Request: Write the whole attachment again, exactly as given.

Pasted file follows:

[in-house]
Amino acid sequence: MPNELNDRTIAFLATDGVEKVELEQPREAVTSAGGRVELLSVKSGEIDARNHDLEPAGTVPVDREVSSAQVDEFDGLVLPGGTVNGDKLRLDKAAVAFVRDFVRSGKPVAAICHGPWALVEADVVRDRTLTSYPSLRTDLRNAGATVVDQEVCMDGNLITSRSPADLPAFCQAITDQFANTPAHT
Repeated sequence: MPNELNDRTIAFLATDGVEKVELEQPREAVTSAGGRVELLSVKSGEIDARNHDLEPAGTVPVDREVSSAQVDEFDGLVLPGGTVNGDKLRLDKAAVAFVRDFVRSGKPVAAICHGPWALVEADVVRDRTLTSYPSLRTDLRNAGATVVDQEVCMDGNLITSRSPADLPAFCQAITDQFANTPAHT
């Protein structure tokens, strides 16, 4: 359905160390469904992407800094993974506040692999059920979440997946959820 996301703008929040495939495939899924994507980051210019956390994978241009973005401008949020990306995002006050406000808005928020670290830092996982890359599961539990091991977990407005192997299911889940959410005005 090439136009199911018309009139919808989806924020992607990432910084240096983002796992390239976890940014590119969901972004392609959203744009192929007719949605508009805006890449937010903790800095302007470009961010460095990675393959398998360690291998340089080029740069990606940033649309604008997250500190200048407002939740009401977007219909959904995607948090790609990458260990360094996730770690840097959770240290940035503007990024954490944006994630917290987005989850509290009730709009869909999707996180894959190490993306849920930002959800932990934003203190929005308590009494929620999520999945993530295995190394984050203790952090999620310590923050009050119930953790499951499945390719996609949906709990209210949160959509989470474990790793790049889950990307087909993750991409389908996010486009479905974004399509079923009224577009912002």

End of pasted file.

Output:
[in-house]
Amino acid sequence: MPNELNDRTIAFLATDGVEKVELEQPREAVTSAGGRVELLSVKSGEIDARNHDLEPAGTVPVDREVSSAQVDEFDGLVLPGGTVNGDKLRLDKAAVAFVRDFVRSGKPVAAICHGPWALVEADVVRDRTLTSYPSLRTDLRNAGATVVDQEVCMDGNLITSRSPADLPAFCQAITDQFANTPAHT
Repeated sequence: MPNELNDRTIAFLATDGVEKVELEQPREAVTSAGGRVELLSVKSGEIDARNHDLEPAGTVPVDREVSSAQVDEFDGLVLPGGTVNGDKLRLDKAAVAFVRDFVRSGKPVAAICHGPWALVEADVVRDRTLTSYPSLRTDLRNAGATVVDQEVCMDGNLITSRSPADLPAFCQAITDQFANTPAHT
């Protein structure tokens, strides 16, 4: 359905160390469904992407800094993974506040692999059920979440997946959820 996301703008929040495939495939899924994507980051210019956390994978241009973005401008949020990306995002006050406000808005928020670290830092996982890359599961539990091991977990407005192997299911889940959410005005 090439136009199911018309009139919808989806924020992607990432910084240096983002796992390239976890940014590119969901972004392609959203744009192929007719949605508009805006890449937010903790800095302007470009961010460095990675393959398998360690291998340089080029740069990606940033649309604008997250500190200048407002939740009401977007219909959904995607948090790609990458260990360094996730770690840097959770240290940035503007990024954490944006994630917290987005989850509290009730709009869909999707996180894959190490993306849920930002959800932990934003203190929005308590009494929620999520999945993530295995190394984050203790952090999620310590923050009050119930953790499951499945390719996609949906709990209210949160959509989470474990790793790049889950990307087909993750991409389908996010486009479905974004399509079923009224577009912002």